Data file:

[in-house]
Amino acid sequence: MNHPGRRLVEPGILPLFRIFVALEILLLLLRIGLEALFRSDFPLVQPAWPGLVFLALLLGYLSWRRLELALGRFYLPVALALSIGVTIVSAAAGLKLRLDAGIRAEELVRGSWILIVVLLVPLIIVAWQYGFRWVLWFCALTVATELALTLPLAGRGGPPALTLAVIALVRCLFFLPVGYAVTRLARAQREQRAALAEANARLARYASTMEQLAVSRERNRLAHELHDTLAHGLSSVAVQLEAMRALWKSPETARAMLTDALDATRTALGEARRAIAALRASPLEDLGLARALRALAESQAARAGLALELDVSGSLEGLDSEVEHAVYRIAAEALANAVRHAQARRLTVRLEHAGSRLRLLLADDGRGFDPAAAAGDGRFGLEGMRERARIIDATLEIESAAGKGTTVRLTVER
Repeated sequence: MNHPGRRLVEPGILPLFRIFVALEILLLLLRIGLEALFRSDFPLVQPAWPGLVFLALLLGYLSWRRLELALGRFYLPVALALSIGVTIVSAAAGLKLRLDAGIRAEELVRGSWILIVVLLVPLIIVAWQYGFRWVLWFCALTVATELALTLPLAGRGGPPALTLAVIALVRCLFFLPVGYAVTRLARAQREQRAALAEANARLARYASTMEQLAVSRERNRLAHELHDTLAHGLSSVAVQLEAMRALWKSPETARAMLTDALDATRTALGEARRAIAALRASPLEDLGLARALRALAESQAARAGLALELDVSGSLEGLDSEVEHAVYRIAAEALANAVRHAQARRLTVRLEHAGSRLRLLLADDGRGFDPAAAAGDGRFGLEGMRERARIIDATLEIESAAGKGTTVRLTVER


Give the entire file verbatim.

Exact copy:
[in-house]
Amino acid sequence: MNHPGRRLVEPGILPLFRIFVALEILLLLLRIGLEALFRSDFPLVQPAWPGLVFLALLLGYLSWRRLELALGRFYLPVALALSIGVTIVSAAAGLKLRLDAGIRAEELVRGSWILIVVLLVPLIIVAWQYGFRWVLWFCALTVATELALTLPLAGRGGPPALTLAVIALVRCLFFLPVGYAVTRLARAQREQRAALAEANARLARYASTMEQLAVSRERNRLAHELHDTLAHGLSSVAVQLEAMRALWKSPETARAMLTDALDATRTALGEARRAIAALRASPLEDLGLARALRALAESQAARAGLALELDVSGSLEGLDSEVEHAVYRIAAEALANAVRHAQARRLTVRLEHAGSRLRLLLADDGRGFDPAAAAGDGRFGLEGMRERARIIDATLEIESAAGKGTTVRLTVER
Repeated sequence: MNHPGRRLVEPGILPLFRIFVALEILLLLLRIGLEALFRSDFPLVQPAWPGLVFLALLLGYLSWRRLELALGRFYLPVALALSIGVTIVSAAAGLKLRLDAGIRAEELVRGSWILIVVLLVPLIIVAWQYGFRWVLWFCALTVATELALTLPLAGRGGPPALTLAVIALVRCLFFLPVGYAVTRLARAQREQRAALAEANARLARYASTMEQLAVSRERNRLAHELHDTLAHGLSSVAVQLEAMRALWKSPETARAMLTDALDATRTALGEARRAIAALRASPLEDLGLARALRALAESQAARAGLALELDVSGSLEGLDSEVEHAVYRIAAEALANAVRHAQARRLTVRLEHAGSRLRLLLADDGRGFDPAAAAGDGRFGLEGMRERARIIDATLEIESAAGKGTTVRLTVER